Getting on the Green
3. Brand Matters
Learn the brands that matter to your clients and the ones that are valued by the sport. "Brand recognition is an important aspect of the golf industry," said Thacher. "The name carries a sense of tradition and/or quality."
4. Fundraisers Are Your Friend
"We are seeing more and more fundraising groups get involved with golf," explained Thacher. "Club soccer teams, schools and churches are using golf as a one-stop, one-day fundraiser." He suggested starting the day off with a lunch, followed by a tournament with on-course games and raffles, then closing with an auction and dinner.
5. Beat Tight Budgets with Quality Over Quantity
"There's a big difference between being willing to spend $5 to get a nice gift versus spending $3 and getting something the person will never use again," said Kennedy. "We position it that way, saying we can't send the wrong message regardless of the economy, and that's resonated quite well with people," he explained. "So you may not give as many items, but the items that you give, try to give good quality ones."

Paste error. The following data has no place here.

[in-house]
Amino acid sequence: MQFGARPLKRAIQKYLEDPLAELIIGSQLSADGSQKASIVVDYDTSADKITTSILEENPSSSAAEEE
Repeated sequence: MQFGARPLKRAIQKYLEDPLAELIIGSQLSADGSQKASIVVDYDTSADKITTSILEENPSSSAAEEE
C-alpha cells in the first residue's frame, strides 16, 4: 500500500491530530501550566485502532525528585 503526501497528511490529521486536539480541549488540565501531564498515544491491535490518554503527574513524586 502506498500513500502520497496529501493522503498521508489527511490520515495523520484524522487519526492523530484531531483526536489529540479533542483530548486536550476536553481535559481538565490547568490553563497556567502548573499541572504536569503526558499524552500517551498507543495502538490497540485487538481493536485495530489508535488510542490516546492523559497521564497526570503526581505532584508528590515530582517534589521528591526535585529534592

6. Interactivity is a Plus
Like trade shows, concerts and other live events, marketing that requires end-user participation can prove very effective. As an example, Kennedy described a promotion where if tournament participants were seen using a specific club cover by spotters at the event, they could win a prize. "It's a great way from an advertiser's standpoint to ensure that its product gets used," he said.
7. Provide Gifts, Not Tools
"I've always believed the best sort of golf gift is something they would want, but not necessarily buy for themselves," said Kennedy. He elaborated, explaining that sometimes the best way to make an impression on an end-user is to provide an item that is not only practical, but perceived as a luxury. Kennedy stated that purely utilitarian products, like golf balls or tees, are too disposable and uninteresting to make much of an impact on end-users.